Below is a further article by G.H. Diggle, the Badmaster, from page 90 of Chess Characters (Geneva, 1984). It was originally published in the January 1983 issue of Newsflash.
‘The bellicose BM, who keeps a collection of chess disputes in letters, articles and pamphlets going back over 150 years, has duly added to his catalogue the correspondence in December Newsflash in which two most eminent lady players cross swords in fair fight and with due regard to the rules of honourable controversy. But alas! compared with the fights of Victorian days, “what a falling off was there!”
In 1848 Staunton, whose match career since 1843 had been an unbroken success both on level terms and at odds, finally lost a match at “pawn and two” to the least likely player imaginable – namely, Edward Löwe, a perfunctory old Divan player considered to be a very soft touch, as he seldom attacked or made a combination but “just pottered along without having the road up at every step”. The defeated Staunton rose to the occasion magnificently – “You see, sir”, he told a friend, “the odds were not large enough – I could not play my best. I ought to have given him a Knight!” But a fiery anti-Stauntonian, Thomas Beeby of Dyers Hall College, wrote triumphantly to the Morning Post, “The result has proved that Mr Staunton, though never in better play, and having won at the same odds against Mr Harrwitz, Captain Kennedy and other celebrated players, has on the present occasion been over-matched”. At this the high-spirited Captain Kennedy, annoyed at the inference that Löwe was stronger than himself, sprang to the defence of Staunton’s reputation (and his own): “I believe it to be a pleasant delusion (mentis gratissimus error) on the part of Mr Löwe and his friends that Mr Staunton is unable to yield him the odds of pawn and two. It was commonly remarked amongst those who witnessed the match that Mr S. played loosely and considerably below his ordinary pitch, being somewhat rusty for lack of practice. Had Mr S. fought the match in the same trenchant fashion as he did in his former engagements with Mr Harrwitz and myself, I make bold to asseverate that Mr Löwe would have been routed horse, foot, and artillery ... ”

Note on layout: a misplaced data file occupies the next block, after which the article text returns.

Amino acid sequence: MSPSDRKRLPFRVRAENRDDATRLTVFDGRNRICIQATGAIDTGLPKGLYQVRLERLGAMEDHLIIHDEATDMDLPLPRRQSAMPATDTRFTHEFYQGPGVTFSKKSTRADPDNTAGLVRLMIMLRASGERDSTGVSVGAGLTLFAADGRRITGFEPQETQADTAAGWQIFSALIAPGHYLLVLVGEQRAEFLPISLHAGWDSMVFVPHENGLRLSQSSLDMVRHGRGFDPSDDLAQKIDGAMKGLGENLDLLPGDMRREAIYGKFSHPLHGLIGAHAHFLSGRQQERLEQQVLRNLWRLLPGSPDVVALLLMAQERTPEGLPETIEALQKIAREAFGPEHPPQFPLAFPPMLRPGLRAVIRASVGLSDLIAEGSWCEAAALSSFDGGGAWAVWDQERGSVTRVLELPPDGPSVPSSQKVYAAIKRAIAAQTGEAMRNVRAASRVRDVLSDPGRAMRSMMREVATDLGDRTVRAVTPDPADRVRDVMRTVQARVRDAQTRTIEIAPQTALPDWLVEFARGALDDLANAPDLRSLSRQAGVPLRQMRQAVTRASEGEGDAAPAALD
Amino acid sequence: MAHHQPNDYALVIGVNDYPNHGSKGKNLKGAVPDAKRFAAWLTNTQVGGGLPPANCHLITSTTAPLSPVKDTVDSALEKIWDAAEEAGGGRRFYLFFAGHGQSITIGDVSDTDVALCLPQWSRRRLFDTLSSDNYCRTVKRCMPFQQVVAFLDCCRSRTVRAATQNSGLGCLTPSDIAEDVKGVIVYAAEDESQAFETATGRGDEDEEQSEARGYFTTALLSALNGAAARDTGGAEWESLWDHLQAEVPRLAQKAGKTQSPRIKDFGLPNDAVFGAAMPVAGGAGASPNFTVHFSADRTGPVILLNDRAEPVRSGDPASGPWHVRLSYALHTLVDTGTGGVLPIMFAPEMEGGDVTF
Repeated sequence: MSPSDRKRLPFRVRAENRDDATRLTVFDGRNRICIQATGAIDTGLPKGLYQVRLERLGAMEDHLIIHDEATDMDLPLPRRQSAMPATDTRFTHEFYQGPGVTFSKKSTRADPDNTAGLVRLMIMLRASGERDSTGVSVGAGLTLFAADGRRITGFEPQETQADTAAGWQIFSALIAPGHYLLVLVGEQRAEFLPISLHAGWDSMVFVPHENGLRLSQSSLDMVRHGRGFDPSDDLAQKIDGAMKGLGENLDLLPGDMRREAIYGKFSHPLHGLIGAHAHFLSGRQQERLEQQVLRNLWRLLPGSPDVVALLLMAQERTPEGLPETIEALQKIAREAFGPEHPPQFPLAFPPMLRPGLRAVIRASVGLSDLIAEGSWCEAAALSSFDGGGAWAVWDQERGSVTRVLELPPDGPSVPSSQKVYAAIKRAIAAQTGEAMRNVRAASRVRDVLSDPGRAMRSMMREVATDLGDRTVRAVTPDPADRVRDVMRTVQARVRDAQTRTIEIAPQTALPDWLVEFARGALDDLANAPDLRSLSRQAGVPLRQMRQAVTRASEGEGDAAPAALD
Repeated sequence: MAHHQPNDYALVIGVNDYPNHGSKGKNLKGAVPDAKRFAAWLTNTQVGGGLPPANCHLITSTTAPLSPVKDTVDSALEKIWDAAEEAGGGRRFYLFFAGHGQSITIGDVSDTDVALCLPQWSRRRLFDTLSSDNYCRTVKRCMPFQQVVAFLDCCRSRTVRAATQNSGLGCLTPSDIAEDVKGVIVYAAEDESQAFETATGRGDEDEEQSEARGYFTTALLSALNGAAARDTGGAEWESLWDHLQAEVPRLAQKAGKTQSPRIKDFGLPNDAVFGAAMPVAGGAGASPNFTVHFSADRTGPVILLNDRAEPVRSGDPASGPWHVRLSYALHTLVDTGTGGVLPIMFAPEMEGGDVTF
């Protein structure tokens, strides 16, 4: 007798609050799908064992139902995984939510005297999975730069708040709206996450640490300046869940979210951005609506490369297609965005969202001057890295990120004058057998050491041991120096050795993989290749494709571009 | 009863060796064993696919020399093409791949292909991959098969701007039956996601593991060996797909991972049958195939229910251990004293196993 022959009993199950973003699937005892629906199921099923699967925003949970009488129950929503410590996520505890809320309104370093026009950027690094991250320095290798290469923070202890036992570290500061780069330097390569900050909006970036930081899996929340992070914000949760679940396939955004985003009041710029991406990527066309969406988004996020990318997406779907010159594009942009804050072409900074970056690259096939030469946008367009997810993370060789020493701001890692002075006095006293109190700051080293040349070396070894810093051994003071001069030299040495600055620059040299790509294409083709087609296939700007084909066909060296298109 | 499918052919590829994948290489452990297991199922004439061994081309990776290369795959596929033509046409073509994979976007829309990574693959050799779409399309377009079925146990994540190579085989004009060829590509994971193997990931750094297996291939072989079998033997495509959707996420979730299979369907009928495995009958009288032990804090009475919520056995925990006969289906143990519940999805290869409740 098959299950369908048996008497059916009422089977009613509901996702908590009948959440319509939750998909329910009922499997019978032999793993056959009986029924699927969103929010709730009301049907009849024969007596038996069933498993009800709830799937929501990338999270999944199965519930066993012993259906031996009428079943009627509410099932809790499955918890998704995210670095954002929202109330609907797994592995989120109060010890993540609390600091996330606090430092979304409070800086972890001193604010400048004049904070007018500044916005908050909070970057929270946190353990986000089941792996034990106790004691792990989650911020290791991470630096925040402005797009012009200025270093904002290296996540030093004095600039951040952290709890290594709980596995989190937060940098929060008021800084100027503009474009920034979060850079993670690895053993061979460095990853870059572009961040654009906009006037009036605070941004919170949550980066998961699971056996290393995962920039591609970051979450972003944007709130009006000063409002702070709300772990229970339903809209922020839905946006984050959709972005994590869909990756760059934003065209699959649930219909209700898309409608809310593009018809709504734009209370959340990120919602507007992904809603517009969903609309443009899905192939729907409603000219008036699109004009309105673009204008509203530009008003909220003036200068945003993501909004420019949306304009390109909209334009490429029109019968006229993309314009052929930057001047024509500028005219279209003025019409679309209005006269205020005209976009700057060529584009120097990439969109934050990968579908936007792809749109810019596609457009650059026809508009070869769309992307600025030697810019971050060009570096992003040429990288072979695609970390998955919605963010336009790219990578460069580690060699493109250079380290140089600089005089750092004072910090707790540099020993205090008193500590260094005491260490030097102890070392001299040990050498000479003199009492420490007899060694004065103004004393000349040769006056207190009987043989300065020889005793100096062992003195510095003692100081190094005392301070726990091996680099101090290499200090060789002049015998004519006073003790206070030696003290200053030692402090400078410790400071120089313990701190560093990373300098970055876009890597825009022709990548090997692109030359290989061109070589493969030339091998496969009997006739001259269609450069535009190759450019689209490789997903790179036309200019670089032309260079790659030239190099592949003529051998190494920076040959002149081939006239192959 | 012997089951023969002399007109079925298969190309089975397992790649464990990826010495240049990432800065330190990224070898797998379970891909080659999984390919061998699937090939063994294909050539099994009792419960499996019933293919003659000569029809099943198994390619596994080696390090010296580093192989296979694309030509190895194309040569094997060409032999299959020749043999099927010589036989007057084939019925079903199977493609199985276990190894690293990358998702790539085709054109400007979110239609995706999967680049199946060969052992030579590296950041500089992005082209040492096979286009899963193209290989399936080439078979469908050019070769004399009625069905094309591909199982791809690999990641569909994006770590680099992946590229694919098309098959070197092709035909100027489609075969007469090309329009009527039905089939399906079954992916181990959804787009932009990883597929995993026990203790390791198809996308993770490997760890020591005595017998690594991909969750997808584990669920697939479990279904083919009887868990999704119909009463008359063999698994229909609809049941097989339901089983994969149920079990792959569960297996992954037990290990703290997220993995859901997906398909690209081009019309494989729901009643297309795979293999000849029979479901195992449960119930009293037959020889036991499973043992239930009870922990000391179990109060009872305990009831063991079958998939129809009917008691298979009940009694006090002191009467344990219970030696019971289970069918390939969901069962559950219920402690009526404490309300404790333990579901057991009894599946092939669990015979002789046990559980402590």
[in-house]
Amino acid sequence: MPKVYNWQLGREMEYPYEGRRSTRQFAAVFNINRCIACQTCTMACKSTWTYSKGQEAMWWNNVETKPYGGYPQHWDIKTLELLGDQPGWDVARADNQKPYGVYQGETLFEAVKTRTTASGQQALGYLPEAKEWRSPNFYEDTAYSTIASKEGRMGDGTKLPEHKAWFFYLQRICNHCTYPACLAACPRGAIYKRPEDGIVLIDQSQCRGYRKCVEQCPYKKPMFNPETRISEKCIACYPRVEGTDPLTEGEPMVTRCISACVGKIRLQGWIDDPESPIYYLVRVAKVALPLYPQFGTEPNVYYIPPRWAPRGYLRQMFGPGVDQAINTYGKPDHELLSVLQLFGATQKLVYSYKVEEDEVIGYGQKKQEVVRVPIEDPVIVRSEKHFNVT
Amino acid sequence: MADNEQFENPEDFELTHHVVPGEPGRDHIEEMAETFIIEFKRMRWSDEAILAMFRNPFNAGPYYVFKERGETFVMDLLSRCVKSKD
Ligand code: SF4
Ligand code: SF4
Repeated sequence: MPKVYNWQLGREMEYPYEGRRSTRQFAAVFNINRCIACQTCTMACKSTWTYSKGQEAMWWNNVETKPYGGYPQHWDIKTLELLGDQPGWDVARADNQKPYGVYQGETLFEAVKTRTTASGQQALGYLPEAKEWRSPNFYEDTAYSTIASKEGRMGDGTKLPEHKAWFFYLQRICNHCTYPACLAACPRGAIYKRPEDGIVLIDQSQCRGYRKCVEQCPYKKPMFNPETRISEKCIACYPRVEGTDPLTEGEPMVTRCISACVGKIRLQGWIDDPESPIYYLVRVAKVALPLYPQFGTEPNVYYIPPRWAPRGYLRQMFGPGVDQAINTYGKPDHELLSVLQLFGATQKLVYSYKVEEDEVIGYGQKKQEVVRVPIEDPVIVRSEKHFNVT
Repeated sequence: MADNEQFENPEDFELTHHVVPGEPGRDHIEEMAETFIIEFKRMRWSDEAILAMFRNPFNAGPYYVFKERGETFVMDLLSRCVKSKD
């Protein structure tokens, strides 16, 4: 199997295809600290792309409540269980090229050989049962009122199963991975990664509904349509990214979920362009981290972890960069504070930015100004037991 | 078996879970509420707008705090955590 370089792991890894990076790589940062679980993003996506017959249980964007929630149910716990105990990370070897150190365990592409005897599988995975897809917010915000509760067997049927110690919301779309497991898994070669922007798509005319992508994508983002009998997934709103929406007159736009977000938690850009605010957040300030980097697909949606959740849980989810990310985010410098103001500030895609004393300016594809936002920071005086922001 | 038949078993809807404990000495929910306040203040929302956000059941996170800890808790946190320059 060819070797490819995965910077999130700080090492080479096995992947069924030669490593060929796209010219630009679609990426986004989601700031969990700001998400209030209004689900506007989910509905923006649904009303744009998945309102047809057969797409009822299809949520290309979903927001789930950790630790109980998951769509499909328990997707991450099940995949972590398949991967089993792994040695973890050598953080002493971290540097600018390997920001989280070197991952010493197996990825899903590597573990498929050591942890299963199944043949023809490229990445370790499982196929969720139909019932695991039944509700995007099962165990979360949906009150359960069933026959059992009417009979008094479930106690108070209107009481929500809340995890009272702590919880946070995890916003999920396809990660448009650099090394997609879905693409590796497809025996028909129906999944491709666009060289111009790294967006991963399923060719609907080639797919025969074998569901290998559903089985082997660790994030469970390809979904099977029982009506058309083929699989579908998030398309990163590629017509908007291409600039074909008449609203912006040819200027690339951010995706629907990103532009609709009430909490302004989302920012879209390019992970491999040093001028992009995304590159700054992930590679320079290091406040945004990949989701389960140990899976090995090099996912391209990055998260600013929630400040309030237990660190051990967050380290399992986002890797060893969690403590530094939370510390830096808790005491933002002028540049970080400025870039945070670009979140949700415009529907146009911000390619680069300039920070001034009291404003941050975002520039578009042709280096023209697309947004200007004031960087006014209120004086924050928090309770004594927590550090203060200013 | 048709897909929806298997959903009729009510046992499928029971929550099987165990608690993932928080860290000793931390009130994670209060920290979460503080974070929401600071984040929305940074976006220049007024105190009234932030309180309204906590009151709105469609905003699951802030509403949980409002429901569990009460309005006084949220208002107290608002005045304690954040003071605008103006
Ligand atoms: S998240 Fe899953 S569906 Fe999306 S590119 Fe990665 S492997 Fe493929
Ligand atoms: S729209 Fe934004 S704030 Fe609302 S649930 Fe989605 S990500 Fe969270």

Beeby replied with an enormous letter which wound up by “offering Mr Löwe an engagement at his (Beeby’s) own expense to play Captain Kennedy a match of 25 games the games to be published without note or comment, but on the express understanding that whatever the result, we hear nothing of indigestion, indisposition, headache, want of preparation, rustiness, or any other excuse, however ingenious, as palliative of defeat!” Captain Kennedy affected to regard the last paragraph as an imputation on his temperance and refused to correspond further with Beeby, but agreed to play the match and handed over all negotiations to Mr Turner, the Secretary of the Brighton Chess Club, a high-handed gentleman who (after some heated exchanges with Beeby) followed the Captain by “breaking off all relations”: “I am more than sorry – I am ashamed – that I ever addressed you at all. I desire that you will not write to me again on this or any other subject, as it is not my intention to hold any further communication with you.” Beeby then let himself go in a searing pamphlet: “To reason with such a man as Turner, is like stabbing at water, like cudgeling a woolsack ... I nevertheless endeavoured to dwarf myself to the measure of his capacity by writing in such a manner that no-one not worthy of being an inmate in a lunatic asylum could escape my meaning – the attempt, however, failed, Turner was impervious to reason.” Amazing to relate, the Match did later come off, Löwe winning 7-6-1.’>>